extracting impedance data from the electrochemical system at a plurality of discrete frequencies; mathematically fitting a plurality of models to the extracted impedance data to obtain a set of fitted parameters; inferring the characteristic based on one or more parameters selected from the set of fitted parameters. 39. Apparatus for testing an electrochemical system, the apparatus comprising:
a measuring circuit connectable to measure responses of the electrochemical system to an excitation signal at a plurality of frequencies; a data processor configured to:
obtain complex impedance data for the electrochemical system from the measuring circuit;
fit the complex impedance data to a plurality of models of the electrochemical system to obtain a set of fitted parameters, the set of fitted parameters comprising at least one fitted parameter corresponding to each of the models; and,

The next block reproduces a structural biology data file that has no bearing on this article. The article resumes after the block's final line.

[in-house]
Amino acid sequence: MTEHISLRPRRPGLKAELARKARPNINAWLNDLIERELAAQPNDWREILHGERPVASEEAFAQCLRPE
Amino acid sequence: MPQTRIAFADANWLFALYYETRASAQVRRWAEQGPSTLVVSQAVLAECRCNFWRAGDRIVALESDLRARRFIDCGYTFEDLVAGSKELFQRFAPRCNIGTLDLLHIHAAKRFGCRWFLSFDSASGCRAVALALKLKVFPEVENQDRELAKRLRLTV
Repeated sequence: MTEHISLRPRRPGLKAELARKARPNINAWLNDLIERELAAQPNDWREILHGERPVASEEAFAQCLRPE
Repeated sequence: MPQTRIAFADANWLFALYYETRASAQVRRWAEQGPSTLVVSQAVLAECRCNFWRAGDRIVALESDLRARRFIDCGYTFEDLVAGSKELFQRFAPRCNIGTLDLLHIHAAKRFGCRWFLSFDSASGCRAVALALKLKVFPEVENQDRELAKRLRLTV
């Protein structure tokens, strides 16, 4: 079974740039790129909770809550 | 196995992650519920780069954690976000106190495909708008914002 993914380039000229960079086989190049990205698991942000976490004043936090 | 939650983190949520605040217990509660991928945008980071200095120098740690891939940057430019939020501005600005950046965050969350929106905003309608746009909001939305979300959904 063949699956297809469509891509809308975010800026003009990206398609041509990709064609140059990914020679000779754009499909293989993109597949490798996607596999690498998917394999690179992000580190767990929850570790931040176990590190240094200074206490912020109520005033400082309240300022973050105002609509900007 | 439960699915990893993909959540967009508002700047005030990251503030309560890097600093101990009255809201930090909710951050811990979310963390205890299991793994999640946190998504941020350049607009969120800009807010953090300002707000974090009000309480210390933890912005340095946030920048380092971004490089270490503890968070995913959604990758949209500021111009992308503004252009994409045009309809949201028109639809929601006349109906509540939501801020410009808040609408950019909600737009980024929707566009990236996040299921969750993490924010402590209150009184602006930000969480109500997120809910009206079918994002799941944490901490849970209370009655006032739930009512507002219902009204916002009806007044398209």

derive a value for a characteristic of the electrochemical system based upon one or more parameters of the set of fitted parameters.
40. An apparatus according to 41. The apparatus of 42. The apparatus of implement a set of normalization functions which receive as input the at least one fitted parameter corresponding to each of the models; and,
derive the value for the characteristic based upon outputs of the normalization functions.
43. An apparatus according to 44. An apparatus for testing an electrochemical system comprising:
means for extracting impedance data from the electrochemical system at a plurality of discrete frequencies; means for mathematically fitting a plurality of models to the extracted impedance data to obtain a set of fitted parameters; means for inferring a characteristic of the electrochemical system based on one or more parameters selected from the set of fitted parameters. 45. A machine readable medium carrying data, which data comprises a set of instructions which, when executed by a data processor, cause the data processor to perform a method of testing an electrochemical system, the method comprising: